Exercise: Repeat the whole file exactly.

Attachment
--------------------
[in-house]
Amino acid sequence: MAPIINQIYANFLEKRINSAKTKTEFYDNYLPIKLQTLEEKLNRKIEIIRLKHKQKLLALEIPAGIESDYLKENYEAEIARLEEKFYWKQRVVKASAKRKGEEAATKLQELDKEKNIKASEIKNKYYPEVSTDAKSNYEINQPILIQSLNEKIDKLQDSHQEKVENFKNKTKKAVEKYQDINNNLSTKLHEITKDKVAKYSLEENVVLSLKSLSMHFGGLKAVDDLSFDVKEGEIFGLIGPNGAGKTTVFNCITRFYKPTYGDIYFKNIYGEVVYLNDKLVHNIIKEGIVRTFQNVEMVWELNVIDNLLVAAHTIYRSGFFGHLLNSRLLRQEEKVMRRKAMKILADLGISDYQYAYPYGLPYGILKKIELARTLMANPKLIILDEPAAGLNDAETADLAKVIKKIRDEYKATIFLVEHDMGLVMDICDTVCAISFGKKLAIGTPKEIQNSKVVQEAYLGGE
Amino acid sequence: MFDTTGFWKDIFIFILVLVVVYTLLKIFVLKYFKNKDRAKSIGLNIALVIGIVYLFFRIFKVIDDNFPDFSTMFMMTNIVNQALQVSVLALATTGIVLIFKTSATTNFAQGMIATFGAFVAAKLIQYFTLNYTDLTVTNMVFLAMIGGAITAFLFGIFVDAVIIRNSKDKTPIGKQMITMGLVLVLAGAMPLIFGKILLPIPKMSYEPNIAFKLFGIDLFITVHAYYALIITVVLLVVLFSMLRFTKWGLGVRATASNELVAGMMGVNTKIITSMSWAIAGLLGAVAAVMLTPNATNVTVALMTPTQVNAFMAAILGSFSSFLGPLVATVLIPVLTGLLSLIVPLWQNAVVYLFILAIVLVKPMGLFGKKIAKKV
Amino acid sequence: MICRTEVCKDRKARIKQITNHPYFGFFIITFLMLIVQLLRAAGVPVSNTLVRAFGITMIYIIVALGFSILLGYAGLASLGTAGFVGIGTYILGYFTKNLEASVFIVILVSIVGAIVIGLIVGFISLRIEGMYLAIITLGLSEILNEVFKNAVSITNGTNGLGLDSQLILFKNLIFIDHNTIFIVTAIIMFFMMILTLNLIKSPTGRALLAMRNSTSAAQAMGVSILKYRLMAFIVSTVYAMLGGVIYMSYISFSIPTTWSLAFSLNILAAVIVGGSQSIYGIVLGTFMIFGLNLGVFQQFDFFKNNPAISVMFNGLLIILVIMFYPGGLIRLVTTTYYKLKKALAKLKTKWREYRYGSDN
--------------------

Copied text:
[in-house]
Amino acid sequence: MAPIINQIYANFLEKRINSAKTKTEFYDNYLPIKLQTLEEKLNRKIEIIRLKHKQKLLALEIPAGIESDYLKENYEAEIARLEEKFYWKQRVVKASAKRKGEEAATKLQELDKEKNIKASEIKNKYYPEVSTDAKSNYEINQPILIQSLNEKIDKLQDSHQEKVENFKNKTKKAVEKYQDINNNLSTKLHEITKDKVAKYSLEENVVLSLKSLSMHFGGLKAVDDLSFDVKEGEIFGLIGPNGAGKTTVFNCITRFYKPTYGDIYFKNIYGEVVYLNDKLVHNIIKEGIVRTFQNVEMVWELNVIDNLLVAAHTIYRSGFFGHLLNSRLLRQEEKVMRRKAMKILADLGISDYQYAYPYGLPYGILKKIELARTLMANPKLIILDEPAAGLNDAETADLAKVIKKIRDEYKATIFLVEHDMGLVMDICDTVCAISFGKKLAIGTPKEIQNSKVVQEAYLGGE
Amino acid sequence: MFDTTGFWKDIFIFILVLVVVYTLLKIFVLKYFKNKDRAKSIGLNIALVIGIVYLFFRIFKVIDDNFPDFSTMFMMTNIVNQALQVSVLALATTGIVLIFKTSATTNFAQGMIATFGAFVAAKLIQYFTLNYTDLTVTNMVFLAMIGGAITAFLFGIFVDAVIIRNSKDKTPIGKQMITMGLVLVLAGAMPLIFGKILLPIPKMSYEPNIAFKLFGIDLFITVHAYYALIITVVLLVVLFSMLRFTKWGLGVRATASNELVAGMMGVNTKIITSMSWAIAGLLGAVAAVMLTPNATNVTVALMTPTQVNAFMAAILGSFSSFLGPLVATVLIPVLTGLLSLIVPLWQNAVVYLFILAIVLVKPMGLFGKKIAKKV
Amino acid sequence: MICRTEVCKDRKARIKQITNHPYFGFFIITFLMLIVQLLRAAGVPVSNTLVRAFGITMIYIIVALGFSILLGYAGLASLGTAGFVGIGTYILGYFTKNLEASVFIVILVSIVGAIVIGLIVGFISLRIEGMYLAIITLGLSEILNEVFKNAVSITNGTNGLGLDSQLILFKNLIFIDHNTIFIVTAIIMFFMMILTLNLIKSPTGRALLAMRNSTSAAQAMGVSILKYRLMAFIVSTVYAMLGGVIYMSYISFSIPTTWSLAFSLNILAAVIVGGSQSIYGIVLGTFMIFGLNLGVFQQFDFFKNNPAISVMFNGLLIILVIMFYPGGLIRLVTTTYYKLKKALAKLKTKWREYRYGSDN